There is a way you grow as a human being.
It won’t be instantaneous. But you will blossom; I guarantee it. And if that blossoming isn’t immediately apparent, know this: you are most definitely not staying stagnant.
Be not afraid of going slowly, be afraid only of standing still.
You hear people say you must step out of your comfort zone, that’s how you grow. And it’s true – that’s what I’m recommending.
But I love actionable steps. So here’s the actionable step for you.
Say yes to everything.
In the beginning, if you’re looking to grow as a person, this is the best advice. Yes to everything.
It doesn’t matter if someone’s asking you to a party, or a knitting circle. Yes to everything. I get it, you probably don’t enjoy knitting. But have you ever tried?
So you can kind of assume some activities you won’t like. But that doesn’t mean you shouldn’t try them. And at the very least, one, you’ll know for a fact that you absolutely despise knitting because you rocked up at that knitting circle last Tuesday.
Two, how many people do you know that’ve ever been participatory in a knitting circle?
You ask your friend what he did last week. Watched Netflix and took a nap. Cool dude. What’d you do?
Oh, I was chilling at this knitting circle for a bit, then I got bored and me and my buddy left.
Whoa, whoa, whoa, what? Knitting circle? Those are a thing? Why did you go, who’d you go with? A knitting circle? Really?
That’s how you have stories.
Now, this concept is two part.
In the beginning of growing as a person, you need to say yes to everything. It’s required. Because if you’re coming off a sedentary, stay at home, bail on most activities kind of mindset, there can’t be any wiggle room. Because most often, people revert to familiar type when given the choice. It’s human nature. Change is scary, and humans don’t like uncertainty.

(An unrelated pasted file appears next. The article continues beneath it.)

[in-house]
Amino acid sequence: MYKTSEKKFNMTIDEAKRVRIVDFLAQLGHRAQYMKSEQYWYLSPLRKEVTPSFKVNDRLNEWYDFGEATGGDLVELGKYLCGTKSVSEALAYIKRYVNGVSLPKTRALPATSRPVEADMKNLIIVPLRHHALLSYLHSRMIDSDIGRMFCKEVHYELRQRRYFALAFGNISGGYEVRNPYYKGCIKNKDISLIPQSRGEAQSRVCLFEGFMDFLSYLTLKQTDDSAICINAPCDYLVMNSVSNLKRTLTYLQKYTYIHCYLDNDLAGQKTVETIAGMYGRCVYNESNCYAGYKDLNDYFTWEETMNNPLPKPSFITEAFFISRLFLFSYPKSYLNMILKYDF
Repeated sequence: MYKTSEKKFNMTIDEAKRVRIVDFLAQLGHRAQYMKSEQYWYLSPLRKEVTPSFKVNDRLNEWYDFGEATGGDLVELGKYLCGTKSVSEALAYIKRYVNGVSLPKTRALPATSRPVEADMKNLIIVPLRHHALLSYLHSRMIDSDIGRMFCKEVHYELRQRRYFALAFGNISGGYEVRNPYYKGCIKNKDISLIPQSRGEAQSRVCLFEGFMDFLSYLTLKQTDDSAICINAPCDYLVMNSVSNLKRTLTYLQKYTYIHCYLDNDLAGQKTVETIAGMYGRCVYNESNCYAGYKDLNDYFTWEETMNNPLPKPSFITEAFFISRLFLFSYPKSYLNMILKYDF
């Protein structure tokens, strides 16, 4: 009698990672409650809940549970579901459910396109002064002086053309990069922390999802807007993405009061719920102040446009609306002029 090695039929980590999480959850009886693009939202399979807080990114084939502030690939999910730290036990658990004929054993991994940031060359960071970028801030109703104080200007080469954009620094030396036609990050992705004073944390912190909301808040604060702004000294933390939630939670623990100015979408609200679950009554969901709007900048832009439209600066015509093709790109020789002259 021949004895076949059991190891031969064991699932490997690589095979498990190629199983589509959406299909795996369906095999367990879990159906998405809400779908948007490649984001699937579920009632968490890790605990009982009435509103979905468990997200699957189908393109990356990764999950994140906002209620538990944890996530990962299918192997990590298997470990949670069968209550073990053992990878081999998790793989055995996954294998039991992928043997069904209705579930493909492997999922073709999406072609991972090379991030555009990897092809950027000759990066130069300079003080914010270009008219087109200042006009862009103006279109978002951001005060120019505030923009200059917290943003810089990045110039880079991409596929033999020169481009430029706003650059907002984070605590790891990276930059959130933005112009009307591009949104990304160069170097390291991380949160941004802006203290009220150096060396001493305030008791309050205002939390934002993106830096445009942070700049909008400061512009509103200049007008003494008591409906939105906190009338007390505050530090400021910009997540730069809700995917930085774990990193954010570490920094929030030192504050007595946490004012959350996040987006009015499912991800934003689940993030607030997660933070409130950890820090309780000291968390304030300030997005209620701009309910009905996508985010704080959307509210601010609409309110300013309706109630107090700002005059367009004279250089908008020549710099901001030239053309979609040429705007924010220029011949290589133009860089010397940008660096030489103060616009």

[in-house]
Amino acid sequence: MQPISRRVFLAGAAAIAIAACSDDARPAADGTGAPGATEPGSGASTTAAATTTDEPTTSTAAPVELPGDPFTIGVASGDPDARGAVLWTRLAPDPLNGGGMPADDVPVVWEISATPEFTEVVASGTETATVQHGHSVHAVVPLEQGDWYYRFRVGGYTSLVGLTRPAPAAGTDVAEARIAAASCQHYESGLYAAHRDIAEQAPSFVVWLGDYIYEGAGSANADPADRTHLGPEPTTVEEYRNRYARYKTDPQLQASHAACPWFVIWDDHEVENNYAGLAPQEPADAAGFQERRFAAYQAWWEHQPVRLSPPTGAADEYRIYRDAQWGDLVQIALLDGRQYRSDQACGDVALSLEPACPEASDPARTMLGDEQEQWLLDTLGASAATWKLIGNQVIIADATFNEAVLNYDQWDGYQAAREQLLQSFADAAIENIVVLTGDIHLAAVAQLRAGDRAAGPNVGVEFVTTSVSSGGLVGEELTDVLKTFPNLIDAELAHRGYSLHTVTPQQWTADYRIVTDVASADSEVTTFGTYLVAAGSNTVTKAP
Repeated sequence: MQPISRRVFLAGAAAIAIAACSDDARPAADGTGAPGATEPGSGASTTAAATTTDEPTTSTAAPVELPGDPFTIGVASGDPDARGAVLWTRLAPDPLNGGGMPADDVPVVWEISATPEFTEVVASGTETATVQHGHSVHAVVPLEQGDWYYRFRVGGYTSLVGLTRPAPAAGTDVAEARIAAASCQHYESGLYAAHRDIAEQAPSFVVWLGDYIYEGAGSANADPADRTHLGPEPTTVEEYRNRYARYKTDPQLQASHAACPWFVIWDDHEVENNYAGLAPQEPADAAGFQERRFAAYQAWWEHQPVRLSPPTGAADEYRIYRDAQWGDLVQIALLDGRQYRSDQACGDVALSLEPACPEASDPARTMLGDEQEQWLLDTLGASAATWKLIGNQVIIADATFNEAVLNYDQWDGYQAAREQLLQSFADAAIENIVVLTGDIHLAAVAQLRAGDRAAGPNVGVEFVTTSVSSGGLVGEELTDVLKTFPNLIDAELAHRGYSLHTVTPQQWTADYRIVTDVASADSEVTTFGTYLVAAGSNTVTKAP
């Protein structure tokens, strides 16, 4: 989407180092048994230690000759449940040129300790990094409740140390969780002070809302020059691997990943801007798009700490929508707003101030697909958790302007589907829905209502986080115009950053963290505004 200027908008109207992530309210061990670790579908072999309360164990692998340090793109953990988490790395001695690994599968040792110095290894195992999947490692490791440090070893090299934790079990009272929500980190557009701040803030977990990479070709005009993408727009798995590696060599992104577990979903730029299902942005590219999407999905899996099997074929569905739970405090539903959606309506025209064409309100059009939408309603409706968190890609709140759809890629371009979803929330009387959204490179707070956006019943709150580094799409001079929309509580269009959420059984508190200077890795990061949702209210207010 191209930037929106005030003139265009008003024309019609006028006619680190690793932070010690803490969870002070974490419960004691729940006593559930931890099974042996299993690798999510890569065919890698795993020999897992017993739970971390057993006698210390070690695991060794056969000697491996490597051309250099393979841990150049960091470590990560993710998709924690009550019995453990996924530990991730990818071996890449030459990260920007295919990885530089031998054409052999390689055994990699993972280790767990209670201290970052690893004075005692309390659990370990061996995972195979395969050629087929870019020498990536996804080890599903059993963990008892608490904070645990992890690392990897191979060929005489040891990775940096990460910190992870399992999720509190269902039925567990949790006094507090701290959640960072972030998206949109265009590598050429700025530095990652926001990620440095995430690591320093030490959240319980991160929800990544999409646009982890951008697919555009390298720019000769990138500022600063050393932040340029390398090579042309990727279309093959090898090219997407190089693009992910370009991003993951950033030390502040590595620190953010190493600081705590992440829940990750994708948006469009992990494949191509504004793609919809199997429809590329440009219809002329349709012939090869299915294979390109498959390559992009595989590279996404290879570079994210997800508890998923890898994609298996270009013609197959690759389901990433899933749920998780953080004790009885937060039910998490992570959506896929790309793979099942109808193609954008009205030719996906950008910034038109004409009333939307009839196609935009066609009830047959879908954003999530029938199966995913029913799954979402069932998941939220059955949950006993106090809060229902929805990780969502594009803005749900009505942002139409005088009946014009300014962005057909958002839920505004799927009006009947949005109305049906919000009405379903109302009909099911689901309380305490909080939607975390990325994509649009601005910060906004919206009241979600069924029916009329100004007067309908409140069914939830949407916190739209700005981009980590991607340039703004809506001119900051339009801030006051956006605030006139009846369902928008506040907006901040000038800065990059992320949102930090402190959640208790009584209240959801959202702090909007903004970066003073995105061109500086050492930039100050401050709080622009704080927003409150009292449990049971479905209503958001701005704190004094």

But as you follow this rabbit hole of testing your limits, going outside of your comfort zone, something strange will happen.
Your comfort zone expands. And what used to be frightening, is now a relative walk in the botanical gardens. And you start meeting more people, people start asking you to do more things, and pretty soon, you don’t have enough time in the day to please every one.
But warning: don’t cut out saying yes to everything too early. That strategy will carry you for years. For me, I said yes to pretty much everything from seventh grade, up until junior or senior year of high school.
But after a while, you’ll get to a point where you’ll start thinking, I know for a fact this activity doesn’t light my heart on fire. I know I don’t like these things, I know I don’t like those kinds of people.
The important part here, is you know what you like.
And now you implement a concept coined by Derek Sivers called, Hell Yeah or No.
It’s the idea that everyone becomes over-committed. Everyone becomes scattered and stretched too thin in every direction because we’re all so worried about missing out.
Missing out on whether a party will be fun, whether a work project will be cool to work on, anything.
So we over-commit, and frequently become dissatisfied because most of the things we’re filling our time with? They’re the definition of mediocre. Because we’re scared of missing out.
And that’s how we have mediocre lives. When most of the things in our lives are mediocre.
So, Hell Yeah or No.
If your first impression when invited to do something isn’t a Hell Yeah! then you say no. If it’s a, Eh, maybe it could be fun, then say no. If it’s a, Yeah, that seems pretty cool, no. It’s not pretty cool, it’s a no.
Starting cutting out the mediocre activities in your life, and only say yes to the things you really, really want to do.
But now I have all this free time! Good. Now you have the free time that if something amazing comes up, you’re not going, Shit, but I already committed to my friend’s cat’s birthday party.
You’re going, Fuck yeah, I’d love to do that. What time can I come over?
So, in synopsis; say yes to everything.
And then, when you know what’s mediocre, cut that shit out.